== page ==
Thursday, 8 September 2011

The Ego and The Id




Here Freud laments the fact that pathological research has directed interest too exclusively to the repressed, leaving the ego under-explored. Whilst we know that it can be conscious and unconscious, we also know that this distinction can be very ambiguous. How do things become conscious? All perceptions which are received from without (sense-perceptions) and from within (sensations and feelings) are Cs. from the start. Thought-processes, on the other hand represent displacements of mental energy, however do they force themselves to the surface and consciousness, or does consciousness make its way to them? Alternatively Freud also suggests that things become conscious by becoming preconscious, which occurs through becoming connected with the word-presentations (residues of memories) corresponding to it. This third proposal is then discussed in more depth.
Freud then looks at the relation of external and internal perceptions to the ego. Internal perceptions are very hard to investigate and little is known about them however here Freud gives a brief description of the sensations involved and looks at sensations of pleasure and unpleasure in this context. Therefore, in word-presentation, internal thought- processes become conscious through their interposition.
Freud then looks at the work of Georg Groddeck, who proposed that what we call our ego behaves essentially passively in life and that we are 'lived' by unknown and uncontrollable forces. He accommodates this into his own work, by calling the entity that starts from the system 'Pcpt.' and begins by being Pcs. (the 'ego') and the other part of the mind, into which this entity extends and which behaves as though it were Ucs. (the 'id').
The ego is not sharply separated from the id; their lower portions merge, but the repressed merges into the id as well and is merely a part of it. The repressed is only cut off sharply from the ego by the resistance of repression - communicating with the ego through the id. Furthermore, Freud proposes that the ego is that part of the id which has been modified by the direct influence of the external world through the medium of the Pcpt. - Cs. Moreover, the ego seeks to bring the influence of the external world to bear upon the id an its tendencies, trying to substitute the reality principle for the pleasure principle which reigns unrestrictedly in the id. The ego represents what may be called reason and common sense, whereas the id represents the passions.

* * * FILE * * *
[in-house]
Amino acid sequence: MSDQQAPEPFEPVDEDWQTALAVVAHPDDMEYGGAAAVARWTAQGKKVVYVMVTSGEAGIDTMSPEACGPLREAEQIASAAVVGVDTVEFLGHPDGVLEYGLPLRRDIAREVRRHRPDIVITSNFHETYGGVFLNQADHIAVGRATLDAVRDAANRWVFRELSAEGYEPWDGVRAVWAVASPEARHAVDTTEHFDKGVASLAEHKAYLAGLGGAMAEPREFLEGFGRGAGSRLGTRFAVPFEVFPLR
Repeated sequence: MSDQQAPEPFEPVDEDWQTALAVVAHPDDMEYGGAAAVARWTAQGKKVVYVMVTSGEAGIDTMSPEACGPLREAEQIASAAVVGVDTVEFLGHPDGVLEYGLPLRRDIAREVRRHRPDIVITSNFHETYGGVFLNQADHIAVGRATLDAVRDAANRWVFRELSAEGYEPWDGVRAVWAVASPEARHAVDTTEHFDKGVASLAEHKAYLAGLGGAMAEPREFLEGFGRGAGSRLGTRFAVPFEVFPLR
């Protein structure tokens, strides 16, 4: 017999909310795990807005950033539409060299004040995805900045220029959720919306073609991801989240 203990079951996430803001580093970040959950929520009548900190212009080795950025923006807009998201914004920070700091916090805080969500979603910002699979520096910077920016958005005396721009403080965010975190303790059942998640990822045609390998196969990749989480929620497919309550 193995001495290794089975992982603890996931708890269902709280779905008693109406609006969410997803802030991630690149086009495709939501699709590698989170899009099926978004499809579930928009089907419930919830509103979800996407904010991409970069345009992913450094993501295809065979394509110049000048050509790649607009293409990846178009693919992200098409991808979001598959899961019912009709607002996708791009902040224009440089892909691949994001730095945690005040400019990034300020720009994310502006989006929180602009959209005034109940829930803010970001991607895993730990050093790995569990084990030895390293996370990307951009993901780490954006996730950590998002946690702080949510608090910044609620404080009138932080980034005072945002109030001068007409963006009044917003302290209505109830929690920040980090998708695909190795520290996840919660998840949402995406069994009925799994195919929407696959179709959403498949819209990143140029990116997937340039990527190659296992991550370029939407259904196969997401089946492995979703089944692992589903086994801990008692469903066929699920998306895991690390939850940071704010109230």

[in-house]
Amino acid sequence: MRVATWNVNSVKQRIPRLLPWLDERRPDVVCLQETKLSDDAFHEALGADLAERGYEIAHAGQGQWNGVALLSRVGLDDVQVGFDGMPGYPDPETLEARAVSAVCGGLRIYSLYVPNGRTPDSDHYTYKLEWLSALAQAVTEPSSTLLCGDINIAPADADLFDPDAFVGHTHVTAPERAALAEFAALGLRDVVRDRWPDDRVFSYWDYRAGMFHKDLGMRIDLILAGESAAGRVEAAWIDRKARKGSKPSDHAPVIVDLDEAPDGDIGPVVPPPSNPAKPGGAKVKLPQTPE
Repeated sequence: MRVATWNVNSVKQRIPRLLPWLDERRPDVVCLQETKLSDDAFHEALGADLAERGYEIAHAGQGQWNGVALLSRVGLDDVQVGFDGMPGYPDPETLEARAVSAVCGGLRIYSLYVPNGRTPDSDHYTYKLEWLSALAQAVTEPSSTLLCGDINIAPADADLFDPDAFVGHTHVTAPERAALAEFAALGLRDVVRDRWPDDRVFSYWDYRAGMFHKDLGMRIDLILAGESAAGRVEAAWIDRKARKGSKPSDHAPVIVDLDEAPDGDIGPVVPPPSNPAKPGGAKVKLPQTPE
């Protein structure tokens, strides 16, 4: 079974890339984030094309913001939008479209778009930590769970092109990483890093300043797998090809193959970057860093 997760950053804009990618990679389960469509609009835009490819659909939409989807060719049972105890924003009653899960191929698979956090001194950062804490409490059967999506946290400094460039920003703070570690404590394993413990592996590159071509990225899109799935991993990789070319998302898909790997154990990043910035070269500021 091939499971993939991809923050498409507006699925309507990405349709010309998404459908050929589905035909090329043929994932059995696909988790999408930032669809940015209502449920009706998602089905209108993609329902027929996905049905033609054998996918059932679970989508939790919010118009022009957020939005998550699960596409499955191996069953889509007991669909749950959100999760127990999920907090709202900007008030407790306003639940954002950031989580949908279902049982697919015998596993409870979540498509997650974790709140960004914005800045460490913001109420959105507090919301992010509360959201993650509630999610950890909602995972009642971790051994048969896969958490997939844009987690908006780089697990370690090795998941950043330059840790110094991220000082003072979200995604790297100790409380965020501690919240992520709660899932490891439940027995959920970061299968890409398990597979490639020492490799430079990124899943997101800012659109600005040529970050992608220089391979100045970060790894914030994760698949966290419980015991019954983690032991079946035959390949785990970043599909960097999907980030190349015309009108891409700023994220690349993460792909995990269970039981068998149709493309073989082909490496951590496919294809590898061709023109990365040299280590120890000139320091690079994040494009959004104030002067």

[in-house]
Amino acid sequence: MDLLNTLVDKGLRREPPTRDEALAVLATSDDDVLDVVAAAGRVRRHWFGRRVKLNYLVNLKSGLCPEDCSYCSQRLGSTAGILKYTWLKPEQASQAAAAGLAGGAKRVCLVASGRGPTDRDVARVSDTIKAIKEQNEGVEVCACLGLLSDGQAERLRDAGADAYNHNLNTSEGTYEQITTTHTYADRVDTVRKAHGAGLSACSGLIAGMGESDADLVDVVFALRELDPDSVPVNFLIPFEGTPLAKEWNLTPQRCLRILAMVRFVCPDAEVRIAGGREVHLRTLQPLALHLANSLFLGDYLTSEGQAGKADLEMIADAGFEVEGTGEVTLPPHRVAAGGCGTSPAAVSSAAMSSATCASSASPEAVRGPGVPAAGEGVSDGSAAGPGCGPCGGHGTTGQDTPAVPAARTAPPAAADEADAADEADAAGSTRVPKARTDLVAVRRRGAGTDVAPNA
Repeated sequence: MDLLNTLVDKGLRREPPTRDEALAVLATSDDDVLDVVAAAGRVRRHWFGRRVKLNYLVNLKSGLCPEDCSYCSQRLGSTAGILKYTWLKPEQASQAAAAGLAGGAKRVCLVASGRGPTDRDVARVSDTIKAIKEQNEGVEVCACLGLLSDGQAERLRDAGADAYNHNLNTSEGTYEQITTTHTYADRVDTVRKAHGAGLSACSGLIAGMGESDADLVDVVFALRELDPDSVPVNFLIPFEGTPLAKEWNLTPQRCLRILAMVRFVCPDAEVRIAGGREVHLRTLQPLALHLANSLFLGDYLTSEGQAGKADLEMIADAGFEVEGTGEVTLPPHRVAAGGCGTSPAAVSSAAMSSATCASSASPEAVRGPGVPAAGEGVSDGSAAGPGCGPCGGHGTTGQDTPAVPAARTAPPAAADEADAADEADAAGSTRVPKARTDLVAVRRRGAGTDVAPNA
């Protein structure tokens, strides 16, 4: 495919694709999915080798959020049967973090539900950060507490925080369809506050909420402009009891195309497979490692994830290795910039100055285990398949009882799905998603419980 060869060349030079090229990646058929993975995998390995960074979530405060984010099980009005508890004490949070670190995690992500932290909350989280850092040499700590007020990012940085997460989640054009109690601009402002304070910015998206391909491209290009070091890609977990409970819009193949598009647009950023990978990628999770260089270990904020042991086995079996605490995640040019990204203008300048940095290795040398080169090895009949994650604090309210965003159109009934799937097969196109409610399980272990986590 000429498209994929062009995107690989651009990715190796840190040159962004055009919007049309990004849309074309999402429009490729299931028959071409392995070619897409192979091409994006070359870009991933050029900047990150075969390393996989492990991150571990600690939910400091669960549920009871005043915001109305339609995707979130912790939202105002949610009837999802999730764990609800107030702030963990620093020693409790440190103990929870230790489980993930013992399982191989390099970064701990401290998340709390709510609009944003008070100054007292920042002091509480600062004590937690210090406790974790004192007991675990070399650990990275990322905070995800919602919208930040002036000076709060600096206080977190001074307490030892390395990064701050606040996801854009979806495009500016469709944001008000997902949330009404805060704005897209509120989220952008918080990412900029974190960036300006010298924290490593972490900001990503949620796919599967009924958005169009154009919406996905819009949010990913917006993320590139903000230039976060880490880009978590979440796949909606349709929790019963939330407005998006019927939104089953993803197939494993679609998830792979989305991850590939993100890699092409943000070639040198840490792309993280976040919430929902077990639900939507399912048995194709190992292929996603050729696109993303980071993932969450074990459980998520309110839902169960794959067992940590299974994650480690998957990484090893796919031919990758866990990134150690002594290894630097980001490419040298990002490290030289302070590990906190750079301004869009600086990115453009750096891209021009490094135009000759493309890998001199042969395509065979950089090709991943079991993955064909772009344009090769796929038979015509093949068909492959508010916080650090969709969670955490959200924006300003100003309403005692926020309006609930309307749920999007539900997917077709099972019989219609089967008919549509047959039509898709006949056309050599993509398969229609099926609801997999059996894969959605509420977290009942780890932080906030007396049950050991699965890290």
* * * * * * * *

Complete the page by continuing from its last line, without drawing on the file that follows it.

The relation of the ego to consciousness is also important. Lower passions are in the unconscious and higher mental functions reach consciousness more easily. Another, stranger phenomenon is that of people in whom the faculties of self-criticism and conscience - i.e. high mental activities - are unconscious and unconsciously still produce effects of great importance so resistance remaining unconscious during analysis is by no means unique. So it seems that it is not only the lowest but also the highest in the ego that can be unconscious, so the conscious ego, is first and foremost a body-ego.

  By PanEris using Melati.

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